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DVD Review: A Plumm Summer

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Somewhere around the turn of the century, the kid movie was lost. You know what I mean: that breed of film meant just for the eyes and hearts of kids between five and eleven. One that isn’t laced with pop-cultural jabs to satisfy beleaguered parents. One that doesn’t rely on overused fart jokes to score a laugh. That rare, non-animated jewel that used to hold a prominent place on Disney’s once glimmering crown.

A Plumm Summer, based on a true story and getting a better than average DVD release soon (5/5/09), ran the film festival circuit after its 2007 release, earning awards at the Austin and International Family Film Festivals. The movie almost doesn’t belong among the pantheon of cynical kid shows more dependent on obnoxiousness than actual plot or character. In a way, it’s a little past its time, which makes it all the more precious.

In the small town of Billings, Montana in 1968, Elliot Plumm (Chris J. Kelly, aka Chris Massoglia) sits just on the doorstep of adolescence, that awkward realm of time when girls start to take up more space in a young boy’s mind. His little brother Rocky (Owen Pierce) is five, and he hates girls. What Rocky loves, however, is a little marionette frog puppet, the star of the town’s most popular kid’s show—Happy Herb and Froggy Doo.

The community faces disaster when the poor puppet (excuse me—marionette) is frog-napped from backstage during a live show. Elliot and Rocky decide to investigate. With a little help from Haley (Morgan Flynn), the new girl who’s just moved in next door, the trio search the town, and face off against the two FBI agents (Peter Scolari and Rick Overton) sent to investigate the theft.

First-time director Caroline Zelder picked up the story from novice screenwriter and Nicholl Fellowship recipient T.J. Lynch, and polished the final draft with producing partner Frank Antonelli. The script runs entirely on its own gas. Not once does the narrative stumble over a pop-culture crutch, or other ill-advised attempts to push itself into present-day allegory. The narrative, therefore, becomes a model kid movie, made for a kid’s enjoyment, with almost no concern for wooing anyone over the age of 12.

Still, adults will find enough to chew on with their kids at their sides. A Plumm Summer dabbles more in the growing pains of its coming-of-age themes, examining the loss of childlike belief, the cusp of adulthood, and the mantle of fatherhood.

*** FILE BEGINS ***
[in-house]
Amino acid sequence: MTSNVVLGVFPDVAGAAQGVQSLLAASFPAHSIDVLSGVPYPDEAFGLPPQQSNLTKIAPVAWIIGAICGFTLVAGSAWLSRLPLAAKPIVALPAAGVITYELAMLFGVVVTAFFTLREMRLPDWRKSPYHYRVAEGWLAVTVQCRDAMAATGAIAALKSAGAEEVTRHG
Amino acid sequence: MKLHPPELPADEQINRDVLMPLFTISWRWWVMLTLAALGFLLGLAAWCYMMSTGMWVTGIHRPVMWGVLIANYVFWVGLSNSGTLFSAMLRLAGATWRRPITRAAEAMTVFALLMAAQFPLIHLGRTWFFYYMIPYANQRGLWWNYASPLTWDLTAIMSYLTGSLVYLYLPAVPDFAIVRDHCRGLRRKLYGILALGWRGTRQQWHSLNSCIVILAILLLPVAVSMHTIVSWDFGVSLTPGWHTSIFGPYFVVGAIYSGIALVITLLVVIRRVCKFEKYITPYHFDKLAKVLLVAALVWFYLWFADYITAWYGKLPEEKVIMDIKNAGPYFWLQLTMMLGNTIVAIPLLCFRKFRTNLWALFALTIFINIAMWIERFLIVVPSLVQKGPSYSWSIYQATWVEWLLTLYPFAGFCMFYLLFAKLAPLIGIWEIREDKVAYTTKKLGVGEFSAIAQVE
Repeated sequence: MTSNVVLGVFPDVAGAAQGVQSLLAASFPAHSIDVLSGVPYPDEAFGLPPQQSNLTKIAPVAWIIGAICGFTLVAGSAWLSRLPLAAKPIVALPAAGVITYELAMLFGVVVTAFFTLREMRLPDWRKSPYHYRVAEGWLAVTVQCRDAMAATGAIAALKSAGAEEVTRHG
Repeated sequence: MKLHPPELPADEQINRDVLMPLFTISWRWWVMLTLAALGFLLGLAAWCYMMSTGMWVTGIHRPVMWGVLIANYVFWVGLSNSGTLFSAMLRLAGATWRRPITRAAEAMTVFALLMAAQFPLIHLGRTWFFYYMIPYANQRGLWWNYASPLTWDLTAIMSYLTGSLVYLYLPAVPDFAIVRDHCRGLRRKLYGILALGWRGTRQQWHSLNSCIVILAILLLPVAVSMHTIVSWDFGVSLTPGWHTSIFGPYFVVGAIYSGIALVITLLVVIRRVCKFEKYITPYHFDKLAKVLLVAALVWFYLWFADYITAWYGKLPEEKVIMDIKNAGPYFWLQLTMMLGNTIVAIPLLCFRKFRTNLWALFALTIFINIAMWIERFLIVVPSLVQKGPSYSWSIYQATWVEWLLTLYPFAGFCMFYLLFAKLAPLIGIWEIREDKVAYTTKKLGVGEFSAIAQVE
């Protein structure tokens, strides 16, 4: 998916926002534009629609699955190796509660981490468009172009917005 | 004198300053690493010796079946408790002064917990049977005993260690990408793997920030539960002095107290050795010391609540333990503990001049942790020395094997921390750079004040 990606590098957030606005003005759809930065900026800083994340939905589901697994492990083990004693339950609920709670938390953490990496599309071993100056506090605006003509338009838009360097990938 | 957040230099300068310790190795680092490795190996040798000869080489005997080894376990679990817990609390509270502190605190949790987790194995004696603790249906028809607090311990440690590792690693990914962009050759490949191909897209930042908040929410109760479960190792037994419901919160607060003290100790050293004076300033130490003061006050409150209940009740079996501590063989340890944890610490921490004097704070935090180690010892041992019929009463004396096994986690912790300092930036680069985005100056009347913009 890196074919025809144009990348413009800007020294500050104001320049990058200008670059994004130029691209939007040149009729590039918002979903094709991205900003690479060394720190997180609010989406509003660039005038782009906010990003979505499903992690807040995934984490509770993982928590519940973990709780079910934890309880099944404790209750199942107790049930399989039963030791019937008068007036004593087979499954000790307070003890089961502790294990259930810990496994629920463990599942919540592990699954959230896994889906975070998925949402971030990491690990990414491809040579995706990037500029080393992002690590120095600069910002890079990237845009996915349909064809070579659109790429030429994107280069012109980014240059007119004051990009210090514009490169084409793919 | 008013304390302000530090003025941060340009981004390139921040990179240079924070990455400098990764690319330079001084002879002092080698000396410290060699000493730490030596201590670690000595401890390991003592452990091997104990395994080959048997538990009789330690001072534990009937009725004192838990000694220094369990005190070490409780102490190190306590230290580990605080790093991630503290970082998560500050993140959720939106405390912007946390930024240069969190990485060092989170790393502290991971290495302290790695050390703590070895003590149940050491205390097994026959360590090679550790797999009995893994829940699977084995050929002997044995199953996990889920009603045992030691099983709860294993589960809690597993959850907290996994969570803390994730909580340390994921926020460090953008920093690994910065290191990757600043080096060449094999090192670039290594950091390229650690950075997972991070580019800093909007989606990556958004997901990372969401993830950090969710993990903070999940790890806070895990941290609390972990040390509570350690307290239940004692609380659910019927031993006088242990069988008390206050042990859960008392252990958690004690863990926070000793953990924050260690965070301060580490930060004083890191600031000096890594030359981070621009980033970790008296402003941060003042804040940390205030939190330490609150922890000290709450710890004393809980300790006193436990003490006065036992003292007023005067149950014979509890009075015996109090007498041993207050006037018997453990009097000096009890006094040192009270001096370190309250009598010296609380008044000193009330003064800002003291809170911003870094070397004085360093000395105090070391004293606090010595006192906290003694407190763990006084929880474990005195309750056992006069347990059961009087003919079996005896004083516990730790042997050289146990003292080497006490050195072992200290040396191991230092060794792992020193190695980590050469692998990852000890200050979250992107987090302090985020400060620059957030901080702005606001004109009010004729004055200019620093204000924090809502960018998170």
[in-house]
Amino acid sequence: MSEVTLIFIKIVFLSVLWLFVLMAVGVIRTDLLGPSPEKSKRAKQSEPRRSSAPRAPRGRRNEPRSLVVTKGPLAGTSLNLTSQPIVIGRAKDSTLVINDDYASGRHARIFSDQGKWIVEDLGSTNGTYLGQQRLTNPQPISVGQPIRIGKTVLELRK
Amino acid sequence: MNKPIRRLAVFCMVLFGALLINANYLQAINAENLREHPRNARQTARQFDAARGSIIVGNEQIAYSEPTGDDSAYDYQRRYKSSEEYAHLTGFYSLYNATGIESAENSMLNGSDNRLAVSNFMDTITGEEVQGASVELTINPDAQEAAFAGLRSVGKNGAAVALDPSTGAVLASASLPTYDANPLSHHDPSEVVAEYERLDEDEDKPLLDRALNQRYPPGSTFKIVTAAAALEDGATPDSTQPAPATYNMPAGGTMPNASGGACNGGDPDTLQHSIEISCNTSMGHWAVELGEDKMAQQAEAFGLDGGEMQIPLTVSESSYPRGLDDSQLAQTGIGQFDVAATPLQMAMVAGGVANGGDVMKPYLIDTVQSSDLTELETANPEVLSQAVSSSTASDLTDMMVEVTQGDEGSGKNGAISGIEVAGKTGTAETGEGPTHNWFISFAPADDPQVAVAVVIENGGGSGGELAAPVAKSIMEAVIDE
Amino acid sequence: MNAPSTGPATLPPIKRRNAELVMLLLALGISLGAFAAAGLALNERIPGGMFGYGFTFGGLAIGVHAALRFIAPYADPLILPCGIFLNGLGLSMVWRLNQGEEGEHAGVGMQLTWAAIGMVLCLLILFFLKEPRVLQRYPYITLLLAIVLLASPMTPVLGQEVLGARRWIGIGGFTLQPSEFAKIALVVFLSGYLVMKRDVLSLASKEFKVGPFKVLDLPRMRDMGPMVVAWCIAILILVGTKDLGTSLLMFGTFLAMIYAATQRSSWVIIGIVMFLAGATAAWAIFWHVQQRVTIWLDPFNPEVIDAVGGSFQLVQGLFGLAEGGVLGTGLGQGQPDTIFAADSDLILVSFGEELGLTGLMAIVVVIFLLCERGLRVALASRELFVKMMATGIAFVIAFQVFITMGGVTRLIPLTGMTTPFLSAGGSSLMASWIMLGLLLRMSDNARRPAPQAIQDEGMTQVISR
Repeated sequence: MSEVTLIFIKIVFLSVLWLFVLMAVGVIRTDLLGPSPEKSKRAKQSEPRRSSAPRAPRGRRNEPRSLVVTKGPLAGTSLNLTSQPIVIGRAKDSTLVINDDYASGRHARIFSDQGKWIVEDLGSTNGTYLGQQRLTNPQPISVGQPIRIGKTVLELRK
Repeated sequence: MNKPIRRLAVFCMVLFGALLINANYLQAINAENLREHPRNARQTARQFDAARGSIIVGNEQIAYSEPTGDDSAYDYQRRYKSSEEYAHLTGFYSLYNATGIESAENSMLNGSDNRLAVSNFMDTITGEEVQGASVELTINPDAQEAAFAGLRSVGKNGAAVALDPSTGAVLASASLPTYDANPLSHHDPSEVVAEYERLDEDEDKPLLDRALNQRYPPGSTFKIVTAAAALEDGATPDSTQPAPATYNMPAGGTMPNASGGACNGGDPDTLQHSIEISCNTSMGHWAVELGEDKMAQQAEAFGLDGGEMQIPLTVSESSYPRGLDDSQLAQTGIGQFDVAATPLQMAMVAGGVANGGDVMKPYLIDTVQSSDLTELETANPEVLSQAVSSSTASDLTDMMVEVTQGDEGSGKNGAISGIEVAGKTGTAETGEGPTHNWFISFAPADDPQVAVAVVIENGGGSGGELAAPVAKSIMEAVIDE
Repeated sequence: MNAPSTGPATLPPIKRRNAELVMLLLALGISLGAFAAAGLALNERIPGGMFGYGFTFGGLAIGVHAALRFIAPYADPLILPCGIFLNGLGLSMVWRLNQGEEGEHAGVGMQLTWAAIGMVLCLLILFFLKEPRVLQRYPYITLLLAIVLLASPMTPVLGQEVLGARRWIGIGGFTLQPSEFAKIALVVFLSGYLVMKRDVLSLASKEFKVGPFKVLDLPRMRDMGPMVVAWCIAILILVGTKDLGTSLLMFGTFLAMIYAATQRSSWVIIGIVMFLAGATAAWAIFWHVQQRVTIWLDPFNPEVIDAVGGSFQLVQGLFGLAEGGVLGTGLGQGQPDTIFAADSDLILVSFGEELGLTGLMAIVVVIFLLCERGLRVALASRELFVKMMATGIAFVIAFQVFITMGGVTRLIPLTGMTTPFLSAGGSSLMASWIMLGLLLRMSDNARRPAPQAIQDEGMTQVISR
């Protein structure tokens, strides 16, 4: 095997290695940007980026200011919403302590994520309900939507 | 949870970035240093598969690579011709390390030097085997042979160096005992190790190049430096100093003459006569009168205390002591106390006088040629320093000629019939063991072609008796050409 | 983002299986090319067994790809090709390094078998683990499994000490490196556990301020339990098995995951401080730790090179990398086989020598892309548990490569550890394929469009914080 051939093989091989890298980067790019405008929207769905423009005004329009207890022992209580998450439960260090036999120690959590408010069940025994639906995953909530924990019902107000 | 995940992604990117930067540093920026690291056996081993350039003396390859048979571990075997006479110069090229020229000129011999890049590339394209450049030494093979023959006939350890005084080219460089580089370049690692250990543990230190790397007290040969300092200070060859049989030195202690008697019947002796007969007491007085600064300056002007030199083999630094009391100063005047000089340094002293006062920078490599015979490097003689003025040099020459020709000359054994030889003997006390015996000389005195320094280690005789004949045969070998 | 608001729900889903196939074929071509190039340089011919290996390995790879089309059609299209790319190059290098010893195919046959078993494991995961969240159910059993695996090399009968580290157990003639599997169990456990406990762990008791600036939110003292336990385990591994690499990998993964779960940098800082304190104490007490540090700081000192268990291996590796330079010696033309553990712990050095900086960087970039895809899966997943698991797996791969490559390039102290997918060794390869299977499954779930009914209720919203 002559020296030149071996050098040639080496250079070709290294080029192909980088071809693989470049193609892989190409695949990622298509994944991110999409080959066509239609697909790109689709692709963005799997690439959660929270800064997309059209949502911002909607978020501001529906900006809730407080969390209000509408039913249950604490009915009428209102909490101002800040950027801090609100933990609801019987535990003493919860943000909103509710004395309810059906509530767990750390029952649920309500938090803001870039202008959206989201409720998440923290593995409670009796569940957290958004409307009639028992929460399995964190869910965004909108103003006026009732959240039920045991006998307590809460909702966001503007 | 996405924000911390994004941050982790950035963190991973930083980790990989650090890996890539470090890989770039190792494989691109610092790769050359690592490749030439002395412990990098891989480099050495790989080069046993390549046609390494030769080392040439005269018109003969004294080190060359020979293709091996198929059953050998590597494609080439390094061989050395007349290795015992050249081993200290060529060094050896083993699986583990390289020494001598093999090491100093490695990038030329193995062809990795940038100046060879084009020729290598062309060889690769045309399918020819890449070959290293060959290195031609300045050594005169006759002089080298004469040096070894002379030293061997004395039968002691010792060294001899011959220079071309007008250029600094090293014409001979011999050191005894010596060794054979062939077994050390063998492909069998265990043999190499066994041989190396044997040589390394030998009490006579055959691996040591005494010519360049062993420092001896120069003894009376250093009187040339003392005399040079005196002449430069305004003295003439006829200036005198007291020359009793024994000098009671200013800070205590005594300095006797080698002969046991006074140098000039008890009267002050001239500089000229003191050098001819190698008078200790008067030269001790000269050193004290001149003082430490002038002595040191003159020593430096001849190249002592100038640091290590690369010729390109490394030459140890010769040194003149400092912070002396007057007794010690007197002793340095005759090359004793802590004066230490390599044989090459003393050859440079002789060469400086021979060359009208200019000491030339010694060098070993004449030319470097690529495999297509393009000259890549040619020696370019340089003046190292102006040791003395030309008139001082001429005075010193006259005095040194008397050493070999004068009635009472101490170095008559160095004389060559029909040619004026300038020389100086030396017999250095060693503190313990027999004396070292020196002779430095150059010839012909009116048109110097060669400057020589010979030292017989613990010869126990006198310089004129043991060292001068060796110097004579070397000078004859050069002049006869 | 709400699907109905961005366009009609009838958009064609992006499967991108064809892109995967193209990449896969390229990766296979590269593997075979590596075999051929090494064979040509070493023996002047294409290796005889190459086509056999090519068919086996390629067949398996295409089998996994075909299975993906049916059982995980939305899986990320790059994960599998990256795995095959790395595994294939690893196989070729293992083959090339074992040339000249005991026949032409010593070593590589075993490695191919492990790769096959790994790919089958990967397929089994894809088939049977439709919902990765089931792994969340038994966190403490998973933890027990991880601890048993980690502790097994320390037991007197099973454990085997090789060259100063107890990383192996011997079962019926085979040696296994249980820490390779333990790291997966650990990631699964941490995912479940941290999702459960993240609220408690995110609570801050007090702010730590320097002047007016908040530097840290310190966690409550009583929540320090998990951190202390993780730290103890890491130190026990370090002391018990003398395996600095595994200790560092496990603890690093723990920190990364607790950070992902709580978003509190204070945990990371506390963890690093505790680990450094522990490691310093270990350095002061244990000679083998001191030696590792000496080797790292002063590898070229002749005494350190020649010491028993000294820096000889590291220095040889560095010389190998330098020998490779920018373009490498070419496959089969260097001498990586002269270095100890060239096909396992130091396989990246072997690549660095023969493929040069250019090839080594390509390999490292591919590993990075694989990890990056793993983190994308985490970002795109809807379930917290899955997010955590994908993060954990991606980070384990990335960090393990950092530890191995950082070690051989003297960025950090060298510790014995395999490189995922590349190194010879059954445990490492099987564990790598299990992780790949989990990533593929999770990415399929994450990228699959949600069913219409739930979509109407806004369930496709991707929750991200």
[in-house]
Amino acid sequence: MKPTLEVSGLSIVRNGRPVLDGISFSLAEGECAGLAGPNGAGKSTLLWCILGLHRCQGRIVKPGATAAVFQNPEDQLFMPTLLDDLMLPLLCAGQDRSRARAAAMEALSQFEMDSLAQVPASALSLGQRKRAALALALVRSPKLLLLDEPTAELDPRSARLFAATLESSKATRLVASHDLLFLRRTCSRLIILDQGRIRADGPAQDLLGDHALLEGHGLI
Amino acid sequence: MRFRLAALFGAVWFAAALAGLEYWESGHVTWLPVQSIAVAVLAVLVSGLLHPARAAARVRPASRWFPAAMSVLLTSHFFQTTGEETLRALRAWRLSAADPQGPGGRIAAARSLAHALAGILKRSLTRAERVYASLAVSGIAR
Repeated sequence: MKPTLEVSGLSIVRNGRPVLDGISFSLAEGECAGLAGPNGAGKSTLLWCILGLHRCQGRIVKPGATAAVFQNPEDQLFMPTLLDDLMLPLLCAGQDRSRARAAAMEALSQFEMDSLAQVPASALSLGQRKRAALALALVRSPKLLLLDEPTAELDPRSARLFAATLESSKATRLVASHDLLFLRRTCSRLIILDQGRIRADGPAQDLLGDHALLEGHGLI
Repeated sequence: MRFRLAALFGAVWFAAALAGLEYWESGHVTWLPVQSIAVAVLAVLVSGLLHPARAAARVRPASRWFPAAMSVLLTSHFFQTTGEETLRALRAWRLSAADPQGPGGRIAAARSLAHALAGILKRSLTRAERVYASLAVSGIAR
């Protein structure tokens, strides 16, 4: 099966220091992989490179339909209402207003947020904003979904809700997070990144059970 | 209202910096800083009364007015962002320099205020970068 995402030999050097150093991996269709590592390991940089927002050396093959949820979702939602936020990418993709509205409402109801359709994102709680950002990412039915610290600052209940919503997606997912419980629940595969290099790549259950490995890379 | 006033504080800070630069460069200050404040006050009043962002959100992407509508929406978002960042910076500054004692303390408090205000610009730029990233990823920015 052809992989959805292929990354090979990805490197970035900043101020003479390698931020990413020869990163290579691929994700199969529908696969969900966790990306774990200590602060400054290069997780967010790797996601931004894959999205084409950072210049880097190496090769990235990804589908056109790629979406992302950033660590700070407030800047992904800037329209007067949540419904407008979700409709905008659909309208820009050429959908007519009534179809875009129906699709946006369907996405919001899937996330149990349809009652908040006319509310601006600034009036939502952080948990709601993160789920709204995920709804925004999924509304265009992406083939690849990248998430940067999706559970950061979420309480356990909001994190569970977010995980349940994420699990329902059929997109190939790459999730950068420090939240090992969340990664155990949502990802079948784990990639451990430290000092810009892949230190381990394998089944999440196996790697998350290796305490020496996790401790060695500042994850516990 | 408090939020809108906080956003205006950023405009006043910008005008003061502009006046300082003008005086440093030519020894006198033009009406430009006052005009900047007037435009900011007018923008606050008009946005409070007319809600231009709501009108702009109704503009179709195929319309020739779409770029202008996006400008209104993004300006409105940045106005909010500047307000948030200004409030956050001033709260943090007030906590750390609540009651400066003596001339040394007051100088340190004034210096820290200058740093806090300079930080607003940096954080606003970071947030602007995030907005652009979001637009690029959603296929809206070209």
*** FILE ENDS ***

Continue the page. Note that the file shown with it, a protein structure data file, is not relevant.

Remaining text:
This is not to say the film plays too deep—there’s nothing here that’ll fly over the heads of most kids. Charm gushes from the movie. The narrative tilts its universe in favor of the young, making even a standard robbery investigation akin to the level of a missing person, fraught with all the risk, peril and twists common to those old Disney adventures.
For a cast comprised of children and teens, the delivery hits the mark more than it fumbles. Morgan Flynn has a natural likeability that rises to the surface early in the film, and little Owen Pierce has claimed a prominent spot on the cute pedestal. He embodies the raw, innocent enthusiasm that only five-year-olds can muster, and does so with such empathy that it will force adults to recollect that long forgotten age.

The film trips just a little over some of its dialog. Script development could have used a little tweaking to unearth the deeper richness that sits under this movie, though it helps that Zelder has assembled a strong adult cast, whose talents help supplement the minor flaws.

Among the more familiar faces, you’ll find William Baldwin (Forgetting Sarah Marshall) as Elliot and Rocky’s washed-up dad, Mick. Veteran TV talents round out the cast as well, including Lisa Guerrero (Sunset Beach) taking a fine turn as Roxie Plumm, with the always-reliable Henry Winkler as the childlike entertainer Herb McAllister, and Brenda Strong (Desperate Housewives) as Herb’s wife and showbiz partner.

Special features include deleted scenes, a gag reel, an insightful commentary from director Zelder and producer Antonelli, and a theatrical trailer. Though a small feature detailing the actual events the film portrays would have been nice, an attached feature covering the red carpet at the film’s premiere does provide some insight. Herb McAllister created Froggy Doo in 1955, and enjoyed a successful 22-year career as an entertainer. Details about McAllister, and the actual frog-napping, can be found here.

At 99 minutes, A Plumm Summer holds attention for just the right length. It makes a safe, solid pick to fill a little kid’s movie night, and might even inspire a chance for parents to recall the oft-ignored memories of childhood that tether them to their kids.

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